A technology startup needs about everything.
Sales, marketing, patent protection, a benefits program to attract talent and not drive it into insolvency and a hundred more things. So if you need everything, where does one start? And where is building a Business Development program on that list?
Business development means finding partners who need you badly, will take you to your early customers and will take first market advantage rather than your precious equity.
Business development for the raw startup is NOT building leveraged sales channels through partners or third parties. Sometimes these are VARs and sometimes these are the major partners like Accenture, Infosys, Tata and the rest.
Business development, aimed at the partner who desperately needs differentiation, can truly accelerate a startup and deliver non-dilutive, equity free funding. But that is a one in a thousand bet—yet one every startup should consider.
The history of business development departments is pretty sketchy.
They are invariably staffed by people who look and speak better than they perform. They are often known as Bus Dev = No Rev. They do not usually produce more than the inconsequential, pabulum press releases with major system integrators.
Their execs almost always have great hair and can talk about baseball.
The sales force cannot understand what they do.
They do not typically drive deals down at the field level. They do not often build sustainable programs that leverage sales.
CEOs and sales leaders do not typically have a bus dev background because this department does not often produce much of any value.
But “often” is not “always.”
When approached properly, business development can not only deliver a leveraged sales channel, it can almost eliminate the need for an expensive sales force and marketing department. Business development, properly executed can deliver non-dilutive funding that sustains a raw startup through the early phases of growth.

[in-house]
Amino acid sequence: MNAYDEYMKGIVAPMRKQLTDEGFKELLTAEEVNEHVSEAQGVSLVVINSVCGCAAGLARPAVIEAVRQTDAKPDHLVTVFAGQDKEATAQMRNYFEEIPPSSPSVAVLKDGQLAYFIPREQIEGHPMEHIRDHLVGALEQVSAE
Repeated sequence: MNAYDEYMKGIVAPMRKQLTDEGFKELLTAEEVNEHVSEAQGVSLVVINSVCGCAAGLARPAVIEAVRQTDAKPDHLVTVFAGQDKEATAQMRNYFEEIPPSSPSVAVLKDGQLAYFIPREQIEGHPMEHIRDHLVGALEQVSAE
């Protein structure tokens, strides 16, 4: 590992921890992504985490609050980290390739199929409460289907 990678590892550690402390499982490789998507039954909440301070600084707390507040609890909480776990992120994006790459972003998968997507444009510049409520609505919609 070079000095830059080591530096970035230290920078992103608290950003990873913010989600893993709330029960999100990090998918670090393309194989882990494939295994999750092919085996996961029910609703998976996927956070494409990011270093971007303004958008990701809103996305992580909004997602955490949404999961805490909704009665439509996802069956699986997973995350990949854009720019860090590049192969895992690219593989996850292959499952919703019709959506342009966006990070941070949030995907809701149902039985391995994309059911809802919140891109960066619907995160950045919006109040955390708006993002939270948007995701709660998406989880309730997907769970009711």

This is a radical departure from what most bus dev departments do. It is something that one in a thousand business dev execs has even thought about.
So let’s take a tour of how one worked out.
A small cloud security product wanted to come to the multi-billion-dollar security market space. It had less than $500,000 in funding from grants, owner’s equity, loans. Thus no sales, marketing, services, nothing much. A two page web site.
It chose to try business development in a radical way. It looked at the cloud space and found several cloud firms that had a specific type of cyber intrusion. That intrusion was common and the entire security industry was building new walls to try to slow it down.
This innovative company had a much better way to stop the intrusion. It took it for granted that intrusion would happen, but its technology made the intrusion of little value.
It was the equivalent of making sure if a robber robbed a bank, they would only get $1. So they did not stop the robber—they made it uneconomical to even try.
Their business dev team (1 person who worked on contingency) showed their technology to several highly profiled cloud providers. Several of them could not believe the technology so they ran the product internally.
The results were stunning. Their world class security teams could not make the product fail. They could break all their internal systems, but when they hit the databases, well, the bank robber only got a dollar. So the problem was solved.
This cloud company, with revenue in the tens of billions of dollars, started funding this startup. They funded it for their needs, they started bringing its products to their customers. All, non-equity, no dilution.
So here, business development, done well, enabled a startup to get to market, drive a $100 million valuation, with zero equity dilution.
Find the customer looking for you. Works every time it’s tried.